Doug McGetchin, the union’s committee chairman for grievances and contract enforcement, admitted during testimony in court depositions that not representing Tracy “was a wrong position to take.”

Asked why he didn’t even meet with Tracy as he had with other faculty members with grievances, McGetchin answered: ‘I guess I was scared of him, is part of it. Or I was scared of the issue.” He then adds, “And of the — the public furor.”

Several FAU faculty and administrators are expect to testify in the trial, possibly including university president John Kelly.

An FAU spokesman declined comment Tuesday regarding the trial.




Next Up in Local

BREAKING: Publix west of Delray sells winning Fantasy 5 ticket
BREAKING: Publix west of Delray sells winning Fantasy 5 ticket

A Publix Super Market in suburban Delray Beach sold one of three winning Fantasy 5 tickets in Monday’s statewide drawing, the Florida Lottery said. The ticket pays $58,971.19 and bears numbers 1-8-13-26-30. The player bought the ticket at the Publix in the Villages of Oriole Plaza on West Atlantic Avenue and Hagen Ranch Road. The other two winning...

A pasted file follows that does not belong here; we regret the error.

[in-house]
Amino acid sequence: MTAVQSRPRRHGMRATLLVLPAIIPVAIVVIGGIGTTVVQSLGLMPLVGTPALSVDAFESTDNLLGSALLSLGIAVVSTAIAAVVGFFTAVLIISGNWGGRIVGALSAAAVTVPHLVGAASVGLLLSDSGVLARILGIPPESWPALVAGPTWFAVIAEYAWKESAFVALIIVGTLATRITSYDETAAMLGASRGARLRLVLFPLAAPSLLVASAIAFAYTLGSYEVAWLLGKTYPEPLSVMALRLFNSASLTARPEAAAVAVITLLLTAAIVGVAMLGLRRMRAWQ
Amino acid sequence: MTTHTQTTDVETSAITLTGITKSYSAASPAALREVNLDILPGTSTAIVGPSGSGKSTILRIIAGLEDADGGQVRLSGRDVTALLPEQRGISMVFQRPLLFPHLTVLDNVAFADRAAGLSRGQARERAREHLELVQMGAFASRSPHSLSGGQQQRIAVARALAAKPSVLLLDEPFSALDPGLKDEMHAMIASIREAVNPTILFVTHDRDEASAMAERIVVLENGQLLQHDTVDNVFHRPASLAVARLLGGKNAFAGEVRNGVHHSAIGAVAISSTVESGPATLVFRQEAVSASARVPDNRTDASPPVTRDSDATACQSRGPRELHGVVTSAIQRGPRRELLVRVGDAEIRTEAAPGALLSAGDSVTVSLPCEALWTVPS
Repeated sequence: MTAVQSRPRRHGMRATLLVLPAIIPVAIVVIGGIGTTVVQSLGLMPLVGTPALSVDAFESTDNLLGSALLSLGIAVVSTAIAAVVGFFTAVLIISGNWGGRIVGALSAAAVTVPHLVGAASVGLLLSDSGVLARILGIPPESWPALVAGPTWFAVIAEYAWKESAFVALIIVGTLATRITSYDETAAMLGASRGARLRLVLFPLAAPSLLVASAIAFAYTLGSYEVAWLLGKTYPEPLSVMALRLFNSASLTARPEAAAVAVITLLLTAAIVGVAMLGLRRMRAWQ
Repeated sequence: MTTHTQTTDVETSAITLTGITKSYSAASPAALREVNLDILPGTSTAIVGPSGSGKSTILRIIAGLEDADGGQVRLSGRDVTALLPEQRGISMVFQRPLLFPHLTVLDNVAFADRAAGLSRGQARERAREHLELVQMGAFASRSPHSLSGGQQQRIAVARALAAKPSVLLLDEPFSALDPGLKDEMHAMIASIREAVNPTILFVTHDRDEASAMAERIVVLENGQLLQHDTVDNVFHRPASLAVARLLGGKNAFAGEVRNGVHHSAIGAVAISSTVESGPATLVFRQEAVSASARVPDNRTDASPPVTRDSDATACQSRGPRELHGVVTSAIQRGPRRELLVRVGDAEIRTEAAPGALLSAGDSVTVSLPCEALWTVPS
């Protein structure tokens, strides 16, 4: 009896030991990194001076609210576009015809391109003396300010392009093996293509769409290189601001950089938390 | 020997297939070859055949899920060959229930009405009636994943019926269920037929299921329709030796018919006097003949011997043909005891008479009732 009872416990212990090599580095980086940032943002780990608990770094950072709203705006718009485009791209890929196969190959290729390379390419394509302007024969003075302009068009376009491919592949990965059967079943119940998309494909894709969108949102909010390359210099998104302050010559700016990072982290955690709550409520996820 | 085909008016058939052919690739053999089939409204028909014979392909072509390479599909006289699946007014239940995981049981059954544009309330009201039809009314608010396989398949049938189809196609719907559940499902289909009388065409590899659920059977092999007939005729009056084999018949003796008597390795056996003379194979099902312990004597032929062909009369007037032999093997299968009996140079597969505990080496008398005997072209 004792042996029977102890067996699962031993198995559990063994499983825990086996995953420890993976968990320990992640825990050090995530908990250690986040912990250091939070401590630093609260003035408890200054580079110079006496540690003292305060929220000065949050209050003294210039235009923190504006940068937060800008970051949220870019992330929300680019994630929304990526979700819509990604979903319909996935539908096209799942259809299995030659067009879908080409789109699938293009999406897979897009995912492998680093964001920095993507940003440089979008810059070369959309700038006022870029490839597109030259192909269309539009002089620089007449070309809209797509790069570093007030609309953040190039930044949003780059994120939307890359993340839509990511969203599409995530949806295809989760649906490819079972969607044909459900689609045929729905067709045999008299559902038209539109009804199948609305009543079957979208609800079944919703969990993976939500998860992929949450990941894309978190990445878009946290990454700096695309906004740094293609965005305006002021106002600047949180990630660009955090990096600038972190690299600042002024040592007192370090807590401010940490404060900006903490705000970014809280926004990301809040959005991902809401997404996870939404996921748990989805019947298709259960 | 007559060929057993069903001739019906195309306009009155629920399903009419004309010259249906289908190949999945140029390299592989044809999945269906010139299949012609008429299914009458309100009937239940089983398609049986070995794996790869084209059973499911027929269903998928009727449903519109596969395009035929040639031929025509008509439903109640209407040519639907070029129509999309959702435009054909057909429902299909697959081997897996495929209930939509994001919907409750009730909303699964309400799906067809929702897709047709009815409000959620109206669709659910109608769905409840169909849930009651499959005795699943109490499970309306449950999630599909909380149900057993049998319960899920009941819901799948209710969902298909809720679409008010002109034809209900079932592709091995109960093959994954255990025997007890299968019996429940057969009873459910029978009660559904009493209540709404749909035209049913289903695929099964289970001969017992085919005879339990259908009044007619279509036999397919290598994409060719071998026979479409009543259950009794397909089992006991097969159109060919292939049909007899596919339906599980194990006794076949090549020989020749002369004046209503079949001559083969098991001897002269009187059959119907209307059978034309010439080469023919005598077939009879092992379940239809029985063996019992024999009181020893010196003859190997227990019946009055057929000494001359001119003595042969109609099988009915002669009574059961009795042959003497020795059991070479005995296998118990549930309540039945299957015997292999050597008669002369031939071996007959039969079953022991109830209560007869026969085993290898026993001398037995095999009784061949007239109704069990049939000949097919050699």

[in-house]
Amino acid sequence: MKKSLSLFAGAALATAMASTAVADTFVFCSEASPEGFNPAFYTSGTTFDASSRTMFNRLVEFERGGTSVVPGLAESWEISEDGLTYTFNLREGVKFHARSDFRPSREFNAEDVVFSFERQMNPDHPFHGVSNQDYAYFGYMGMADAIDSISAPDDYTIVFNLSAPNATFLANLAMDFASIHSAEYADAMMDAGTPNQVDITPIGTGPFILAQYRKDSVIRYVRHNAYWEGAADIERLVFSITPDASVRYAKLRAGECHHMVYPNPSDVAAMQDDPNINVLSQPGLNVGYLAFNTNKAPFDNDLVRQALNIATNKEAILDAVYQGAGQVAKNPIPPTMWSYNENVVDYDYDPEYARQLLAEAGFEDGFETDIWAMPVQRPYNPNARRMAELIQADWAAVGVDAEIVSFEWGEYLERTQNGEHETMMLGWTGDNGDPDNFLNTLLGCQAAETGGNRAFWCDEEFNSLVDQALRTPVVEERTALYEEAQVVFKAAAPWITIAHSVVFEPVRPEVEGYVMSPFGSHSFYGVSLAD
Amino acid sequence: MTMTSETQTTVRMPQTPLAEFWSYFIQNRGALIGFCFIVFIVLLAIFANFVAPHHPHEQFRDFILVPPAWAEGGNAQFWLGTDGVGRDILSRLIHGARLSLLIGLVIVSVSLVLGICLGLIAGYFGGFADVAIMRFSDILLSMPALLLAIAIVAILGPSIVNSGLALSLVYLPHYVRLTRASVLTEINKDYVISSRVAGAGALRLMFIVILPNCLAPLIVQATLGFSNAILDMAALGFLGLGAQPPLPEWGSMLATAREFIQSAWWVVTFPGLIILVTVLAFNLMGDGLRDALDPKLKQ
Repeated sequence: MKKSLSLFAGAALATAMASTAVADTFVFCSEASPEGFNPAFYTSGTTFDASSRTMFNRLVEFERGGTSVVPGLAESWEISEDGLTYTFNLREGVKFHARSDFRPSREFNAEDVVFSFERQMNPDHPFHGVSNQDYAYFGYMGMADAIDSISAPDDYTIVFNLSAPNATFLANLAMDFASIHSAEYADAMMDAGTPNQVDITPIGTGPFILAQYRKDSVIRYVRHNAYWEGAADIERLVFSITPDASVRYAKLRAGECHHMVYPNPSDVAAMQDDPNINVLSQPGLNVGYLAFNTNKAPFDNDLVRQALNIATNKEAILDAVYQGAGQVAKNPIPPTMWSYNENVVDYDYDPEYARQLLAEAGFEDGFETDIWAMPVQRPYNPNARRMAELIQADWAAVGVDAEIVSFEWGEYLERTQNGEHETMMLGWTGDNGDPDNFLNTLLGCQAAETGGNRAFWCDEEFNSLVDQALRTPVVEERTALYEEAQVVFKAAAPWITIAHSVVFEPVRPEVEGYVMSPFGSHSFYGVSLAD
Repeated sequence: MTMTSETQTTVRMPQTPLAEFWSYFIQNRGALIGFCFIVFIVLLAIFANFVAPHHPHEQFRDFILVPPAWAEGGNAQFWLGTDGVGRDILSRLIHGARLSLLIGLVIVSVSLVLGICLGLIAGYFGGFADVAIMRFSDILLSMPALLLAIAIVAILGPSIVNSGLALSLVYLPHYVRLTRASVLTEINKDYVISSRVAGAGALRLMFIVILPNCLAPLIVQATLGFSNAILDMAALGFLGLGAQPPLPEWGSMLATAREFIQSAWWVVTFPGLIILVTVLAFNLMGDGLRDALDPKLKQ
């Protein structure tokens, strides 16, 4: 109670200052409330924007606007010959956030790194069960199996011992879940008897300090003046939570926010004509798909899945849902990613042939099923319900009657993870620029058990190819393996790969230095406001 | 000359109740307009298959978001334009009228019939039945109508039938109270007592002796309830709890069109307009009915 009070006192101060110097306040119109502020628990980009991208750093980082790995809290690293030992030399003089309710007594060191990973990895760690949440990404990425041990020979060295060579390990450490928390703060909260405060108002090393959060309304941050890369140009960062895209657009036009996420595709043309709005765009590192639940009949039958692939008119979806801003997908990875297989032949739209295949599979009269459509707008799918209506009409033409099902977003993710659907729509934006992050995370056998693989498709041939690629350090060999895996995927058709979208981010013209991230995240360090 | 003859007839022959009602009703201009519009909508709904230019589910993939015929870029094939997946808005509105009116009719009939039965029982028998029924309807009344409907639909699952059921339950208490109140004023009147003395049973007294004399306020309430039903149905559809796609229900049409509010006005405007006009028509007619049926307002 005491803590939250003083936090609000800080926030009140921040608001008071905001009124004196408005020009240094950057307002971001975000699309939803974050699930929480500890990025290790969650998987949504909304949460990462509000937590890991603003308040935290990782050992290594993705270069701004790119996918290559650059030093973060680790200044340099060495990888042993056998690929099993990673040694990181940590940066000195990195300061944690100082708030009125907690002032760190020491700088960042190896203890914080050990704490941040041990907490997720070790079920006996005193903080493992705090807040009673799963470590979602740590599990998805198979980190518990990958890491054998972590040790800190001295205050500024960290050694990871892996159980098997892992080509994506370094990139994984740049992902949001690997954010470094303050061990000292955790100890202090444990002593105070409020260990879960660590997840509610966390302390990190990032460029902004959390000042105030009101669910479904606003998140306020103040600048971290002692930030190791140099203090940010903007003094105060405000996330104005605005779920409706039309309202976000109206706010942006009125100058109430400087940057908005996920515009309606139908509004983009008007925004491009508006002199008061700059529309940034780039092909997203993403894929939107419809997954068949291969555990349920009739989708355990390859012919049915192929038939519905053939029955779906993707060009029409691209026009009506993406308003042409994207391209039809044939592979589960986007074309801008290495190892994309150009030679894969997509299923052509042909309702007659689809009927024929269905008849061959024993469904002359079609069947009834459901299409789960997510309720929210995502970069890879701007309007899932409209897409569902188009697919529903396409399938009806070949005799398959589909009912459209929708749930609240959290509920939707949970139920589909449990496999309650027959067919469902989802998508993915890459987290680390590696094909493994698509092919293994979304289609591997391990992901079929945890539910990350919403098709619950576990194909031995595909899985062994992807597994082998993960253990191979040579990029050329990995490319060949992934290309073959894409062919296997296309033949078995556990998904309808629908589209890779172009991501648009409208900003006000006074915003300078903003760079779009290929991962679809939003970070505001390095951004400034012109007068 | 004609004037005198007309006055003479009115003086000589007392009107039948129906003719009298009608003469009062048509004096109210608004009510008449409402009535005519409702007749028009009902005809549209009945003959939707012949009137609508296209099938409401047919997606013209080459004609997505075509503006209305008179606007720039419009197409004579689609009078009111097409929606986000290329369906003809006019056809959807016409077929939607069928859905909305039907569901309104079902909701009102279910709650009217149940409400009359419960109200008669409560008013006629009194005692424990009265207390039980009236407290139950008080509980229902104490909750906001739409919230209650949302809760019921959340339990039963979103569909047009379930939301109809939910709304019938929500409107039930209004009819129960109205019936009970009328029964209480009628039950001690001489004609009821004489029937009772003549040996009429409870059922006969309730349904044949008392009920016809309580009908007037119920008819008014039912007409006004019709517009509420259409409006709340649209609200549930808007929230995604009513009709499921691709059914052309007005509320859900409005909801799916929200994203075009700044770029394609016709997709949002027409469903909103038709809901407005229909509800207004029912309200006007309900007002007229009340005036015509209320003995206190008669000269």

BREAKING: Car chase leads to arrest of suspect in Jupiter shooting incident
BREAKING: Car chase leads to arrest of suspect in Jupiter shooting incident

One person was taken into custody Monday afternoon after a shooting incident and a police pursuit in Jupiter.  Police responded just before 4:30 p.m. to reports of shots fired at a vehicle on Summer Avenue, found the suspect’s vehicle and pulled it over in the 1100 block of Military Trail, south of Toney Penna Drive near the post office...
FAU to bring ‘convenience’ to students with early voting
FAU to bring ‘convenience’ to students with early voting

Expectations for a surge in voting by younger citizens this Election Day  are getting a boost on two fronts: Florida Atlantic University will host an early voting site; and Palm Beach County schools are encouraging students who have turned 18 to register. FAU received the green light to open its Boca Raton campus as a polling place...
JUST IN: Jury set to decide if man was sane when infant nearly drowned
JUST IN: Jury set to decide if man was sane when infant nearly drowned

A jury may decide Tuesday whether Bryan Patrice attempted to drown his baby three years ago while high on synthetic drugs or if the incident was the result of a mentally ill man caught in a psychotic breakdown. Patrice, 41, is charged with aggravated child abuse, attempted second-degree murder, domestic battery and resisting an officer without...
Why Gardens officials worry about Bear’s Club land swap in Jupiter
Why Gardens officials worry about Bear’s Club land swap in Jupiter

Motivated in part by complaints from residents who live across the street, city officials are fighting The Bears Club’s request to the county to let it develop 15 acres of conservation land. RELATED: Commissioners postpone vote on Jack Nicklaus’ Bear’s Club land swap Jack Nicklaus’ invitation-only Bears Club is on the north...
More Stories